Absent Mother Trope In King Lear

760 words - 4 pages

In this essay, I intend to scrutinize a brief etymology of the word issue, using the Oxford English Dictionary. My goal is to provide alternative interpretations to the following line from King Lear, spoken by Kent: “I cannot wish the fault undone, the issue of it/ being so proper” (1.1.16). The fault, or offense, Kent mentions is the illegitimate birth of Edmund. I then argue that alternative interpretations, derived from various resonances of the word issue, prove Shakespeare’s deliberate word choice to set up the play as a tragedy of masculinity, wherein the absence of a maternal figure causes a lack of counterbalance to male authority.
Kent refers to Edmund himself as an “issue” (1.1.16). Here, issue retains its third Oxford English Dictionary definition (see in-text notation) meaning (3) (formal or Law) children of one’s own. Though illegitimate, Edmund is Gloucester’s own son. Other senses of the word issue include: (1) an important topic or problem for debate or discussion, (2) the action of supplying or distributing an item for use, sale, or official purposes, (4) (Middle English, from Old French) the action of flowing or coming out, and (5) (dated) a result or outcome of something (“Issue”). Combining some of these definitions gives us alternative interpretations to what Kent is saying in the aforementioned quote.
Firstly, the chief sense of the word issue, (1) an important topic or problem for debate or discussion, coupled with (3) and (5) above, provides one such interpretation: the child itself, i.e., Edmund, will be a problem for the parent. King Lear has three examples of children playing the part of doting loved ones but doubling as their parents’ real troubles. All three children – Edmund, Goneril, and Regan – are regarded as “proper,” or outwardly good-looking and comely, deceiving most onlookers of their concealed, inner evils (1.1.17). Goneril and Regan flatter Lear with matched outpourings of affectations – Goneril saying, “I love you more than the world can yield matter” – in stealthy efforts to undermine their father and retrieve power and authority (1.1.55). This duplicity of character is elucidated (and foreshadowed by Kent) through multiple innuendos being buried within the word issue. Children rebelling against...

Find Another Essay On Absent Mother Trope in King Lear

Fate in "King Lear" Essay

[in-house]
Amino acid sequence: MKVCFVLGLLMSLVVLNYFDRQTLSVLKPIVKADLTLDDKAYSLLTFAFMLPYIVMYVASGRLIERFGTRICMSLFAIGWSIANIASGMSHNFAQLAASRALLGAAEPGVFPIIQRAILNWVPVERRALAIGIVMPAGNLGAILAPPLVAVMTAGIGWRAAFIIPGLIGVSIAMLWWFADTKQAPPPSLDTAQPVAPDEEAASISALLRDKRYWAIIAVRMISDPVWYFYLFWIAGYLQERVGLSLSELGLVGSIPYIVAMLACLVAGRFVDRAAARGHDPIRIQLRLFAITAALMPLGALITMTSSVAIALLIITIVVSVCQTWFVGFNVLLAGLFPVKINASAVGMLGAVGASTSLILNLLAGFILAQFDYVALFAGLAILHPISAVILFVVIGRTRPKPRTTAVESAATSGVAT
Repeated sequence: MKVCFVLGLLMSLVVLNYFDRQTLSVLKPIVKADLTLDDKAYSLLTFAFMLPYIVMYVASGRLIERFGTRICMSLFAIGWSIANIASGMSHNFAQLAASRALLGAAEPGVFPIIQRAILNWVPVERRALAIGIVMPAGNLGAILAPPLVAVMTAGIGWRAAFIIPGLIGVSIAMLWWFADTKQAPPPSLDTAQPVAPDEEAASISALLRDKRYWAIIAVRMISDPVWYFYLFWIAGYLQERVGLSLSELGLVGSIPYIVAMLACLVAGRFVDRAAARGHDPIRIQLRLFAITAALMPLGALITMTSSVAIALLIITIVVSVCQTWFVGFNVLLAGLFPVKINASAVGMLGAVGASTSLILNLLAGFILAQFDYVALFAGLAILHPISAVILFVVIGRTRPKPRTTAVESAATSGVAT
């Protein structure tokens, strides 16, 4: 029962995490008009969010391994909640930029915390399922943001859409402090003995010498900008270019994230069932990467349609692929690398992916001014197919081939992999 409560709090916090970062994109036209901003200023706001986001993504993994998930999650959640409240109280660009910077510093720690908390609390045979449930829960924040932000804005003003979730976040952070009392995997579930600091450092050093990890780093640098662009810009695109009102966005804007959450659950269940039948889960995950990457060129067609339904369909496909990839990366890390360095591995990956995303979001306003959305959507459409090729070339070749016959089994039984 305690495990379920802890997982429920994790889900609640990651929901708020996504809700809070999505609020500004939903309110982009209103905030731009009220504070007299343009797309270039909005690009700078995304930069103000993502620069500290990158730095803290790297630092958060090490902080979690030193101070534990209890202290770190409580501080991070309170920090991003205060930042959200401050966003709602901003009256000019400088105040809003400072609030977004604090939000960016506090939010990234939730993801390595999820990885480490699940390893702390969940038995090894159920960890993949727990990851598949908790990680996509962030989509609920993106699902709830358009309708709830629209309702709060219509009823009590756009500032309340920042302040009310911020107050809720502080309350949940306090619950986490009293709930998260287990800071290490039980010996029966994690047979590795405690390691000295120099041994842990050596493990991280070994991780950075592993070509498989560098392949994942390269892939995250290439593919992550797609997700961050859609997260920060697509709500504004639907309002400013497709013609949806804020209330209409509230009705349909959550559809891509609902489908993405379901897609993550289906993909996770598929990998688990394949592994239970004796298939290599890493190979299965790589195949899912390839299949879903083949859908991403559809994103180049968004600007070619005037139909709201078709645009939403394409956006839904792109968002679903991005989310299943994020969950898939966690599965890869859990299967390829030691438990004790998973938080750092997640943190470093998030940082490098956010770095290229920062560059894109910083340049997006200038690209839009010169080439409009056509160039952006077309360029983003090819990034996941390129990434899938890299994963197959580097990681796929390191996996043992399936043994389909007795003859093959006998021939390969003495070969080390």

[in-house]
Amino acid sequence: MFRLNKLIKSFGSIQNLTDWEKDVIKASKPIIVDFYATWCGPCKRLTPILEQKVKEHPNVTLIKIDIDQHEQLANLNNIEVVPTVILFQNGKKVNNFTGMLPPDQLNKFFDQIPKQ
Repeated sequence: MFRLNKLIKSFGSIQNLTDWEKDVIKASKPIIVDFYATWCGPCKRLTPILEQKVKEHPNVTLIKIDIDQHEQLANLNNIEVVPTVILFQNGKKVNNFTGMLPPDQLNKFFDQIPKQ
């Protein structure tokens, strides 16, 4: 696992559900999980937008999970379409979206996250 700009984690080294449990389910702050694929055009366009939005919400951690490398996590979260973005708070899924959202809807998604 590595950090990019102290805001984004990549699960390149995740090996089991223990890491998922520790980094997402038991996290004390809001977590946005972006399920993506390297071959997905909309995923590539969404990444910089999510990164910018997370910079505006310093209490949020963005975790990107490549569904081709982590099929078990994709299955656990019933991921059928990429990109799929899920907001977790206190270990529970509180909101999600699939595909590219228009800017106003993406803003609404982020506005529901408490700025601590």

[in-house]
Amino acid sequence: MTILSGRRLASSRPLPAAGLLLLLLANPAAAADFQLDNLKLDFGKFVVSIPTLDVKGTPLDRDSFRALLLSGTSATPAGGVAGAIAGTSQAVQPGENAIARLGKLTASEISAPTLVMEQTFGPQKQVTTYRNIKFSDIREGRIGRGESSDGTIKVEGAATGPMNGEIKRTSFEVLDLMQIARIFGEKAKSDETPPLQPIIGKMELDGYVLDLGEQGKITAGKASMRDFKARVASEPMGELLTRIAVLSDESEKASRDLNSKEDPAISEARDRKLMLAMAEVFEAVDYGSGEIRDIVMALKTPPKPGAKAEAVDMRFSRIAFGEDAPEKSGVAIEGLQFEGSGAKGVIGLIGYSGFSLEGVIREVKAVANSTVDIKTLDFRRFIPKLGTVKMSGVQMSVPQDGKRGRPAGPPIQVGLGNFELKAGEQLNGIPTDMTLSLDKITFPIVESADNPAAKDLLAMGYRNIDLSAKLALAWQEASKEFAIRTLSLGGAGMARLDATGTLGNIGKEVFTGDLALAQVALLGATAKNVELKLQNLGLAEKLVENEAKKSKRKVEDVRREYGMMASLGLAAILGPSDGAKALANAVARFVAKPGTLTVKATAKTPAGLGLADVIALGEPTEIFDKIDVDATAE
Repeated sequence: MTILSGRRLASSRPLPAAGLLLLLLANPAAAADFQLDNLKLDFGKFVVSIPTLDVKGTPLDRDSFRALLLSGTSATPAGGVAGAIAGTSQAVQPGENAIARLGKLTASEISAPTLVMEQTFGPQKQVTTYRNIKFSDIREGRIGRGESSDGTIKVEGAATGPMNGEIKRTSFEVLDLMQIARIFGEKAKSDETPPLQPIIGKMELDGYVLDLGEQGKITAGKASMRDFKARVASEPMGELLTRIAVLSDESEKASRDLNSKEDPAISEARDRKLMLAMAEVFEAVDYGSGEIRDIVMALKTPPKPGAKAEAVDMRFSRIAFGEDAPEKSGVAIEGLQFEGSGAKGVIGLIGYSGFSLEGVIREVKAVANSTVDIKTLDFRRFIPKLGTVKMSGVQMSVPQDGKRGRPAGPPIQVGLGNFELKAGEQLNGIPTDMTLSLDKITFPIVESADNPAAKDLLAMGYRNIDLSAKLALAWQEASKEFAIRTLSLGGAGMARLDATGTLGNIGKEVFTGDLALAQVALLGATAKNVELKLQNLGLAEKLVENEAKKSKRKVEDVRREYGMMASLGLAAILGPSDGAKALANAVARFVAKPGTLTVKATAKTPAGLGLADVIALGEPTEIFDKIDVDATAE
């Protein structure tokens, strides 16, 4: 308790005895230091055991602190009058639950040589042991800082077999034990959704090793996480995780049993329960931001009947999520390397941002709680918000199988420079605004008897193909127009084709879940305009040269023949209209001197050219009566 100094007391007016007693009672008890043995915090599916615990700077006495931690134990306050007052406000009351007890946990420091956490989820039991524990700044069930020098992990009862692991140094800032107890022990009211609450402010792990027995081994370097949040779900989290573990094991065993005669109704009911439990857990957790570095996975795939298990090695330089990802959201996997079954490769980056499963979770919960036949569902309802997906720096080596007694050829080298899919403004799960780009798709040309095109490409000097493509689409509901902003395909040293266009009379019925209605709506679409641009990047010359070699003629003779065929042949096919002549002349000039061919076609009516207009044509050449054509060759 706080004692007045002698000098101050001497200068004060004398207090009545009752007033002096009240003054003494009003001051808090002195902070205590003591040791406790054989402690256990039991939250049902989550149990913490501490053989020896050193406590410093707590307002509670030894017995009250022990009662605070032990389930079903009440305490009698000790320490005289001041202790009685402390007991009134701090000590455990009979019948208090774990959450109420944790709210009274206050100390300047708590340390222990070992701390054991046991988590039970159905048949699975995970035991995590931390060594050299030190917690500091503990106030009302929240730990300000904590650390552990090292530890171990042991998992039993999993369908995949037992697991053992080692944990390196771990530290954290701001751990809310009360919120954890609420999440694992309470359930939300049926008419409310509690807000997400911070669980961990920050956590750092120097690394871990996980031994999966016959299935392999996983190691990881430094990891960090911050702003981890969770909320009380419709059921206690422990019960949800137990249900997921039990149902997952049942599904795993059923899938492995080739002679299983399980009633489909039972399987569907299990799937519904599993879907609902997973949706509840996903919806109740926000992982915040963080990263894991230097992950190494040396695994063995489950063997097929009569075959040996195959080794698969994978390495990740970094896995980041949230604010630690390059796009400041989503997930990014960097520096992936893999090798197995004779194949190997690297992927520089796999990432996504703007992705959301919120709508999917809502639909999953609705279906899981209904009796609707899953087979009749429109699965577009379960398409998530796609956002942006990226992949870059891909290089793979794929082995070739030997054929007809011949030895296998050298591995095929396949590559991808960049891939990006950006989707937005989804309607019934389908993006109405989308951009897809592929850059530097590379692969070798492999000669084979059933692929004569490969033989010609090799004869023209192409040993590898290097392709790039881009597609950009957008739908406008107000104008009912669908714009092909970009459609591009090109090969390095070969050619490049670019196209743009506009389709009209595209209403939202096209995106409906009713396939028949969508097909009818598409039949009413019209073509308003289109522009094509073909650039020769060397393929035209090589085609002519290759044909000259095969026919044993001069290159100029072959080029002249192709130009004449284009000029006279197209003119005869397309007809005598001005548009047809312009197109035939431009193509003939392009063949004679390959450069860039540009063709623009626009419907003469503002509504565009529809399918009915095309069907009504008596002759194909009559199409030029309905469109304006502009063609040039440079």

1223 words - 5 pages FateIn the play King Lear fate decides where each person will go, how they live and how they die. Each character in the play believes in god or a higher power that is responsible for the good and unfortunate events in their lives. Fate places situations on each of them and it is up to the characters to decide how they will play out the situation. Each character blames the gods for their ill fortunes and complicated lives. When one lives under

Values In King Lear Essay

1293 words - 6 pages King Lear can be valued in different ways and for different reasons. The story of King Lear encompasses many different ideas and themes pertaining to the central and sub plots. Whilst there are many different ways of reading Shakespeare's King Lear there are three prevalent readings in which to observe the main idea's put across. These readings are a family reading, a nihilistic reading and a Christian reading. There are three main scenes

Blindness in King Lear

854 words - 4 pages The play, King Lear, considered to be one of William Shakespeare’s best works, is a tragedy that focuses on the theme of blindness. In the play, the word blindness, defined as the inability to physically see, is used as a metaphor for understanding and self-awareness. Blindness presents itself through the actions of King Lear, Gloucester, and Albany. Throughout the play, King Lear is shown to be the most blind of all. Lear first shows an act of

Kingship In "King Lear"

1548 words - 6 pages Goneril and Regan demonstrate, turn increasingly to deception, treachery, and violence as a method of government. Does Shakespeare's depiction of King Lear offer the audience a portrait of kingship, or in contrast, a portrait of kingly loss?In his first scene, Lear initially comes across as a strong ruler, although his plan to divide his kingdom among his three daughters seems rather short-sighted and self-serving. This decision places his two

Deception in King Lear

5089 words - 20 pages The Deception in King LearWilliam Shakespeare's play King Lear is a play full of deceit, betrayal and meaningless promises. This becomes evident in the first few lines. We first learn of the empty words of Goneril and Regan as well as their hatred for their father, King Lear. This becomes the center of the play and also leads to the madness that the king suffers from.The first words that Goneril speaks are totally empty and are the complete

Tragedies in King Lear